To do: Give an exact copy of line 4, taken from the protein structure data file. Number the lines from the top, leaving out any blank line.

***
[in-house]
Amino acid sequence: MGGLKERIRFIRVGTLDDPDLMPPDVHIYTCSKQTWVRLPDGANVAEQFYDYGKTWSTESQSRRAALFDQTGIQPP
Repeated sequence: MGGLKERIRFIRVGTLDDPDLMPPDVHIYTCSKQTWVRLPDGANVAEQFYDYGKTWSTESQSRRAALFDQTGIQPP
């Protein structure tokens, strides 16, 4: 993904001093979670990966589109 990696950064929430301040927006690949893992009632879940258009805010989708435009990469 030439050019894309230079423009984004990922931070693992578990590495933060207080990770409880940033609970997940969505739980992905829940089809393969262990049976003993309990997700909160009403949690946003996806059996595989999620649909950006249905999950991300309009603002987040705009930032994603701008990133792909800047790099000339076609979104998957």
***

């Protein structure tokens, strides 16, 4: 993904001093979670990966589109 990696950064929430301040927006690949893992009632879940258009805010989708435009990469 030439050019894309230079423009984004990922931070693992578990590495933060207080990770409880940033609970997940969505739980992905829940089809393969262990049976003993309990997700909160009403949690946003996806059996595989999620649909950006249905999950991300309009603002987040705009930032994603701008990133792909800047790099000339076609979104998957």